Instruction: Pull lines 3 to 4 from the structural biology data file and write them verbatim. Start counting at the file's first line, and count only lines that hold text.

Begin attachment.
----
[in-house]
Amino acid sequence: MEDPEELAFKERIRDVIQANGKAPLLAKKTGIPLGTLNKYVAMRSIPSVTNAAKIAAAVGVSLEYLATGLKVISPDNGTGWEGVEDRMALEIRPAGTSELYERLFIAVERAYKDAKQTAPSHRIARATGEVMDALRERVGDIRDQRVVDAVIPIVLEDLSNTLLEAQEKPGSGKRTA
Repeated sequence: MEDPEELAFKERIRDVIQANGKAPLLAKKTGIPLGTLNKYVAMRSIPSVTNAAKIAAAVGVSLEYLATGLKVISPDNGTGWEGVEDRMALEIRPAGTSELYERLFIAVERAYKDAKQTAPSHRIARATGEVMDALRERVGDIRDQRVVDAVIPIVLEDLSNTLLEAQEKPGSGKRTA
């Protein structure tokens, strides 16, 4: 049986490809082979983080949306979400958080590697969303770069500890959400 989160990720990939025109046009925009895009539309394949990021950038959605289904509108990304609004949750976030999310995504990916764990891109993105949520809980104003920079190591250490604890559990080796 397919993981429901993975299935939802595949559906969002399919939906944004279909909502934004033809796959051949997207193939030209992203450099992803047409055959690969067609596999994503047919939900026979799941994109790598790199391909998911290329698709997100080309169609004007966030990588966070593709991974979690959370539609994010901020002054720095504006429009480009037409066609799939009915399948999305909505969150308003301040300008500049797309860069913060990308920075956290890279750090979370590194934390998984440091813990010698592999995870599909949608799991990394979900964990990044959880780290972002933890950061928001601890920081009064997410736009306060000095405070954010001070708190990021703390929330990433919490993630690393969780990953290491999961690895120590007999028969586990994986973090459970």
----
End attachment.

Repeated sequence: MEDPEELAFKERIRDVIQANGKAPLLAKKTGIPLGTLNKYVAMRSIPSVTNAAKIAAAVGVSLEYLATGLKVISPDNGTGWEGVEDRMALEIRPAGTSELYERLFIAVERAYKDAKQTAPSHRIARATGEVMDALRERVGDIRDQRVVDAVIPIVLEDLSNTLLEAQEKPGSGKRTA
């Protein structure tokens, strides 16, 4: 049986490809082979983080949306979400958080590697969303770069500890959400 989160990720990939025109046009925009895009539309394949990021950038959605289904509108990304609004949750976030999310995504990916764990891109993105949520809980104003920079190591250490604890559990080796 397919993981429901993975299935939802595949559906969002399919939906944004279909909502934004033809796959051949997207193939030209992203450099992803047409055959690969067609596999994503047919939900026979799941994109790598790199391909998911290329698709997100080309169609004007966030990588966070593709991974979690959370539609994010901020002054720095504006429009480009037409066609799939009915399948999305909505969150308003301040300008500049797309860069913060990308920075956290890279750090979370590194934390998984440091813990010698592999995870599909949608799991990394979900964990990044959880780290972002933890950061928001601890920081009064997410736009306060000095405070954010001070708190990021703390929330990433919490993630690393969780990953290491999961690895120590007999028969586990994986973090459970």